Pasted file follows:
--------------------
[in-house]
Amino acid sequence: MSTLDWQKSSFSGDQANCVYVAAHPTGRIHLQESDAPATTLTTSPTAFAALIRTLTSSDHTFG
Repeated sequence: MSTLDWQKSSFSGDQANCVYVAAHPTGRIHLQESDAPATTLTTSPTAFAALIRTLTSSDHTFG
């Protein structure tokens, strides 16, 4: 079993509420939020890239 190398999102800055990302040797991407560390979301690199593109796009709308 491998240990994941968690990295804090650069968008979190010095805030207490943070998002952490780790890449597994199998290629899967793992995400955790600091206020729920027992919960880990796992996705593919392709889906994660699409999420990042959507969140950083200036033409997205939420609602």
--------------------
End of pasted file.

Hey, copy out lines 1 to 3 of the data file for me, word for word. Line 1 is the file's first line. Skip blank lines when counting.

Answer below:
[in-house]
Amino acid sequence: MSTLDWQKSSFSGDQANCVYVAAHPTGRIHLQESDAPATTLTTSPTAFAALIRTLTSSDHTFG
Repeated sequence: MSTLDWQKSSFSGDQANCVYVAAHPTGRIHLQESDAPATTLTTSPTAFAALIRTLTSSDHTFG